<p>
	<em>Limacina helicina antarctica</em>, the omniverous Antarctic pteropod. Photo by Amy Maas</p>

Limacina helicina antarctica, the omniverous Antarctic pteropod. Photo by Amy Maas

<p>
	<em>Clione limacina helicina</em>, the predatious Arcitc species of pteropod. Photo by Katie Wurtzell.</p>

Clione limacina helicina, the predatious Arcitc species of pteropod. Photo by Katie Wurtzell.

Collaborators
Brad Seibel (URI),  Heidi Dierssen (UConn - Avery Point)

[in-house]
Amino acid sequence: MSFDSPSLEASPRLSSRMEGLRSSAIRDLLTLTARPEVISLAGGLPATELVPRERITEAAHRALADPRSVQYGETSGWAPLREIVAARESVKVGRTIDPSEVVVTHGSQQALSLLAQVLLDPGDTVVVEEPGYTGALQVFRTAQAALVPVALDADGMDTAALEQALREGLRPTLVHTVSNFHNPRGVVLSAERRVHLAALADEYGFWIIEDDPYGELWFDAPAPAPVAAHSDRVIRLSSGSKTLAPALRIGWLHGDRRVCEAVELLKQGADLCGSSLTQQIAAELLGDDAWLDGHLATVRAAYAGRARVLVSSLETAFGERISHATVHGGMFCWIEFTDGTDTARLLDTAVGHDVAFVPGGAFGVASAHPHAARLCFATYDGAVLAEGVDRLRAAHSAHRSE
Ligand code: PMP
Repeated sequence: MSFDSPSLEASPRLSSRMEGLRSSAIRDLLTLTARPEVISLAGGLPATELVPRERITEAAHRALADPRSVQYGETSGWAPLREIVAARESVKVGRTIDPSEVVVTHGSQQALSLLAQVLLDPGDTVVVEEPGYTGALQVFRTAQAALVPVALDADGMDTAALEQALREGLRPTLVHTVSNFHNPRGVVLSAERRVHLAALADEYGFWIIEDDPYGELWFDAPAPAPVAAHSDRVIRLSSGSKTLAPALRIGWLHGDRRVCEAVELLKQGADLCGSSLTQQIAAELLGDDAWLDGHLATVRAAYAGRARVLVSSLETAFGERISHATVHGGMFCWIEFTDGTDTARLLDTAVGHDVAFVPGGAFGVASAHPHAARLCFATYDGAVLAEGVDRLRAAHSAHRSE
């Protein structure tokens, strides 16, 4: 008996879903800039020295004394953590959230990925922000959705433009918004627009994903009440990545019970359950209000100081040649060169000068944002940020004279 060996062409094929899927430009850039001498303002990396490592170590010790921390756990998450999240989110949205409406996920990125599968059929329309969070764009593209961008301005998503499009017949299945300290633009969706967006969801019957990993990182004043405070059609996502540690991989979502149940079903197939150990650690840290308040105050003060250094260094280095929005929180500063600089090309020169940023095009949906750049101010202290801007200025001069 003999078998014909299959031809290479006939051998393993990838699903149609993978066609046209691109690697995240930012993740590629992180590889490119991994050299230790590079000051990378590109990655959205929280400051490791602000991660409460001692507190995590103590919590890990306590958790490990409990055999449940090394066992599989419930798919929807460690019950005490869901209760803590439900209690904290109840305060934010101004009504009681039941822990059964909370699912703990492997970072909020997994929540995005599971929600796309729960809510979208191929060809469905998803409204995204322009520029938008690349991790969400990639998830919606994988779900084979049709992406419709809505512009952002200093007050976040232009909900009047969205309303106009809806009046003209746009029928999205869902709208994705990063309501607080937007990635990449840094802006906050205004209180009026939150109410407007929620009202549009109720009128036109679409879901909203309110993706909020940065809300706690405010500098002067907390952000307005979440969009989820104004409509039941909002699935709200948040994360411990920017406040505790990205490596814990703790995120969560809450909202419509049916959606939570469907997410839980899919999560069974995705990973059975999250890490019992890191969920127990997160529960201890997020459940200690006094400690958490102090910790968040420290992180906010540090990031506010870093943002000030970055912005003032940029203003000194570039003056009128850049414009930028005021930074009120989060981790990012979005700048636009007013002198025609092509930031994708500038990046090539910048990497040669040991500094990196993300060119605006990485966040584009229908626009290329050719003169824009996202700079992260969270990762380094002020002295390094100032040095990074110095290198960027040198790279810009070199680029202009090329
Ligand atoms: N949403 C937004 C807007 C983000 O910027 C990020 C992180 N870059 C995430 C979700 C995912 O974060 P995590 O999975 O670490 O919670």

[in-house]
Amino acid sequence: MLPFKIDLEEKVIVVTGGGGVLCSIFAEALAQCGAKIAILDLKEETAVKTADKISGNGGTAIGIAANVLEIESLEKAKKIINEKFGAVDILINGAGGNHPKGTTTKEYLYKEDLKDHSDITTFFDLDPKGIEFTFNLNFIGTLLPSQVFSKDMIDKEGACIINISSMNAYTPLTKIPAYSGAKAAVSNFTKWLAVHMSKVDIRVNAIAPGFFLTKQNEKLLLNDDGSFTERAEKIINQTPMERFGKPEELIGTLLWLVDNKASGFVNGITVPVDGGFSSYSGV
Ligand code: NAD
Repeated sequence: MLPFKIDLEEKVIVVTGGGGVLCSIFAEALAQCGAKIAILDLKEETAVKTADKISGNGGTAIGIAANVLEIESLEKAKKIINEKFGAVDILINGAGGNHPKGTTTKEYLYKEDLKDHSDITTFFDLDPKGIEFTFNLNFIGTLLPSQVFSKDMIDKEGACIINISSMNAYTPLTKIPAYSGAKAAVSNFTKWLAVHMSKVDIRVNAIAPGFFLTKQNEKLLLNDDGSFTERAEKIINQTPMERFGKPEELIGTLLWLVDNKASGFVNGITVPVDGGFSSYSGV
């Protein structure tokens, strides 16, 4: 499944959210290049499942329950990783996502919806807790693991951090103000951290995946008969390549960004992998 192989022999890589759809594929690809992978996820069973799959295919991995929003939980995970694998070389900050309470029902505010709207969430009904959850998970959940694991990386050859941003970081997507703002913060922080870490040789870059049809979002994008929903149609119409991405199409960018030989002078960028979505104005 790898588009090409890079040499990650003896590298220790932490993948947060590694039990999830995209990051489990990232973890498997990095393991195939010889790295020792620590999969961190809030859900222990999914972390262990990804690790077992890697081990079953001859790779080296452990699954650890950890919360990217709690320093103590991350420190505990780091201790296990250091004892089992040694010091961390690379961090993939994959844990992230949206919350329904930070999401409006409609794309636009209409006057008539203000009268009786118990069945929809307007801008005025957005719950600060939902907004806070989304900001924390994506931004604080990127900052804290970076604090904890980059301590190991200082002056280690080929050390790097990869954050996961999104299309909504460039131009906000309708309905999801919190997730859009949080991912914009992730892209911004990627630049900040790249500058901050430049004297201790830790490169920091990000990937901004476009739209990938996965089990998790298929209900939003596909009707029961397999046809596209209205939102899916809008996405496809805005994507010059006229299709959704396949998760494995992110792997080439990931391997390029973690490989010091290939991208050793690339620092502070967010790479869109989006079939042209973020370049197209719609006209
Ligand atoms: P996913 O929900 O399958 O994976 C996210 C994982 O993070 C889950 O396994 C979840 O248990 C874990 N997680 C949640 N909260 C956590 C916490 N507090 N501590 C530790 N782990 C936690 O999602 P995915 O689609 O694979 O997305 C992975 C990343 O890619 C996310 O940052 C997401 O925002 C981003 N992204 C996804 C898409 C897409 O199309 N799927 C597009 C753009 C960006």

Pteropod mollusks are a group which is believed to be especially sensitive to climate change because of their highly-soluble aragonitic shells. These animals are prevalent in the rapidly shifting environment of the polar oceans where, owing to the increased solubility of CO2 in cold water, undersaturation of calcium carbonate compounds is first expected to occur. In this system, my research has shown that food availability plays an important role in the long term metabolic rate of pteropod species (Maas et al., 2011 MEPS). This broad scale pattern of seasonal food availability and oxygen consumption dynamically interacts with this species response to acidified conditions.  I have shown that thecosome (shelled) pteropods have a reduction in metabolic rate (O2 consumption) when exposed to high CO2 (1000 ppm) only during seasons where food availability is high (Seibel, Maas and Dierssen, 2012 PLOS One). During years of low primary productivity, the metabolic rate of these animals is already depressed, indicating that physiological compensation for hypercapnia requires an energetic investment which can not be sustained during periods of food deprivation.